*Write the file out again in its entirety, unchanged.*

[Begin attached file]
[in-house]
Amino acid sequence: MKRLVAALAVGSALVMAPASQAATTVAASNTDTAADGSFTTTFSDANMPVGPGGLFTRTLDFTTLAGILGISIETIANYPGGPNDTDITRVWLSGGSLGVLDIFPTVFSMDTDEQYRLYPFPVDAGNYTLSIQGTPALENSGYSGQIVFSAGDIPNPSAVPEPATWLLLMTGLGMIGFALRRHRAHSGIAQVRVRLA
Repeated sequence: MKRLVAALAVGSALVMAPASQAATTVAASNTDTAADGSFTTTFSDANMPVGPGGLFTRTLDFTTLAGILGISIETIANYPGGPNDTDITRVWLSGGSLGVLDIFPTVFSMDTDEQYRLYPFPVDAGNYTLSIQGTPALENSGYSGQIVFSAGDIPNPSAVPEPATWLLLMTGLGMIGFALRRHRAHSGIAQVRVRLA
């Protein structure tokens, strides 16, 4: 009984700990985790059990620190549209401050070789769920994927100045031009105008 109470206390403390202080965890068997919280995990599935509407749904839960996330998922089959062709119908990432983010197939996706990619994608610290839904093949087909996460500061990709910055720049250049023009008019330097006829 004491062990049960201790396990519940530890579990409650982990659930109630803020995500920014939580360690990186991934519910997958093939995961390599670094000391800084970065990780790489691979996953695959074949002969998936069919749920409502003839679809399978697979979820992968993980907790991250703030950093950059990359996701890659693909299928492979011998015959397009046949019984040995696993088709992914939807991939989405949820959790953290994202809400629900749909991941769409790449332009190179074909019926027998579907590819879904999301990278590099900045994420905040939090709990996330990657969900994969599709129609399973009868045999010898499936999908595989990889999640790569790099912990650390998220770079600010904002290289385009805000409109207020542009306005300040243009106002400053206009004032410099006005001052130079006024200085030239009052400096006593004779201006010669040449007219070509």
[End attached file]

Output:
[in-house]
Amino acid sequence: MKRLVAALAVGSALVMAPASQAATTVAASNTDTAADGSFTTTFSDANMPVGPGGLFTRTLDFTTLAGILGISIETIANYPGGPNDTDITRVWLSGGSLGVLDIFPTVFSMDTDEQYRLYPFPVDAGNYTLSIQGTPALENSGYSGQIVFSAGDIPNPSAVPEPATWLLLMTGLGMIGFALRRHRAHSGIAQVRVRLA
Repeated sequence: MKRLVAALAVGSALVMAPASQAATTVAASNTDTAADGSFTTTFSDANMPVGPGGLFTRTLDFTTLAGILGISIETIANYPGGPNDTDITRVWLSGGSLGVLDIFPTVFSMDTDEQYRLYPFPVDAGNYTLSIQGTPALENSGYSGQIVFSAGDIPNPSAVPEPATWLLLMTGLGMIGFALRRHRAHSGIAQVRVRLA
């Protein structure tokens, strides 16, 4: 009984700990985790059990620190549209401050070789769920994927100045031009105008 109470206390403390202080965890068997919280995990599935509407749904839960996330998922089959062709119908990432983010197939996706990619994608610290839904093949087909996460500061990709910055720049250049023009008019330097006829 004491062990049960201790396990519940530890579990409650982990659930109630803020995500920014939580360690990186991934519910997958093939995961390599670094000391800084970065990780790489691979996953695959074949002969998936069919749920409502003839679809399978697979979820992968993980907790991250703030950093950059990359996701890659693909299928492979011998015959397009046949019984040995696993088709992914939807991939989405949820959790953290994202809400629900749909991941769409790449332009190179074909019926027998579907590819879904999301990278590099900045994420905040939090709990996330990657969900994969599709129609399973009868045999010898499936999908595989990889999640790569790099912990650390998220770079600010904002290289385009805000409109207020542009306005300040243009106002400053206009004032410099006005001052130079006024200085030239009052400096006593004779201006010669040449007219070509």